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People v. Mcclellan

OPINION FILED JULY 5, 1978.

THE PEOPLE OF THE STATE OF ILLINOIS, PLAINTIFF-APPELLEE,

v.

RONALD MCCLELLAN, DEFENDANT-APPELLANT.



APPEAL from the Circuit Court of Cook County; the Hon. FRANK J. WILSON, Judge, presiding.

MR. JUSTICE BUCKLEY DELIVERED THE OPINION OF THE COURT:

This is an appeal from a criminal conviction of murder and armed robbery. For the reasons stated below, the judgment of conviction is affirmed.

The defendant, Ronald McClellan, was indicted jointly with Wilbur Cain for the September 12, 1974, shotgun murder and armed robbery of Robert Dietz, a mail carrier. After a jury trial in the circuit court of Cook County, McClellan was found guilty of murder and armed robbery and was sentenced to concurrent terms of 200 to 600 years and 25 to 75 years. Cain was found guilty of armed robbery and sentenced to a term of from 10 to 30 years.

At McClellan's trial the defense presented no witnesses. Testimony for the prosecution included the following:

Robert Haas testified on direct examination that on September 11, 1974, he, Cain, Jim Price, Jody Akers and Glenn Nelson were on the front porch of Cain's apartment building at Sunnyside and Paulina in Chicago drinking beer and wine when McClellan approached. McClellan introduced himself and said he was staying with the family next door. McClellan and Cain then left the porch and the remaining men moved indoors. Subsequently Cain and McClellan returned. Haas then sat in a chair and fell asleep.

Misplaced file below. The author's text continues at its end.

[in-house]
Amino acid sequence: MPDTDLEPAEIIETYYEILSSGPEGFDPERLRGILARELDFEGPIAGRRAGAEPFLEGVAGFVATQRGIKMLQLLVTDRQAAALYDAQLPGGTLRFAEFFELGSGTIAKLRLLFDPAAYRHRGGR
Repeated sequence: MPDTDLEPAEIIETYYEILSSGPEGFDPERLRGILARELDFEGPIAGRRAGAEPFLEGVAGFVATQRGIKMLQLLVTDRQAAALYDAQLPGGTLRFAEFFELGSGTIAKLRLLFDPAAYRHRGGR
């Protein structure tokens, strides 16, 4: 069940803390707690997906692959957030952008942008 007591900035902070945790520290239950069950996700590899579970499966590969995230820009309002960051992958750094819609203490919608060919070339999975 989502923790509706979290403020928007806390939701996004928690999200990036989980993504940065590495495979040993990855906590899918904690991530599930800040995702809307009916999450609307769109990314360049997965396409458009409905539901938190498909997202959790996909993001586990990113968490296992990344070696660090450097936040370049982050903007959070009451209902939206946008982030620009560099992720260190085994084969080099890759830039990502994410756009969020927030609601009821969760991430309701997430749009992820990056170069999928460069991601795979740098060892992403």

Around 9:30 in the morning, Cain woke Haas. Nelson was sleeping on a couch in the apartment and McClellan was also there. Cain told Haas he wanted to use Nelson's car to go to a liquor store. Haas had the keys to that car and said Cain could use the car if he went with him.

Cain drove with McClellan in the front passenger seat and Haas in the back seat. After 15 or 20 minutes Haas leaned forward to ask McClellan why they hadn't yet stopped at a tavern, and when he did so he noticed the barrel of a shotgun protruding from under the front seat. Haas asked McClellan why the shotgun was in the car and McClellan said he was going to drop it off at a friend's house. A short time later, McClellan began talking about wanting to do a stickup. Haas said he wanted no part of it and McClellan turned around and told him that if he wanted no part of it he should just lay back and be cool.

On Damen Avenue near Belmont Haas noticed a mail carrier's cart on the sidewalk and heard McClellan tell Cain to pull over, that he wanted to rob the mail carrier. When the car pulled over, Haas could see the upper part of the mail carrier's body in the hallway of an apartment building. Cain and McClellan got out of the car, and Cain stood on the sidewalk while McClellan took the shotgun into the hallway. Haas then heard a shot and McClellan came running out of the building with the shotgun in his hand. The two men got into the car and drove it away.

McClellan had a wallet in his hand, from which he took some bills. He then threw it out a window. Cain asked McClellan why he had shot the mail carrier and McClellan replied it was an accident.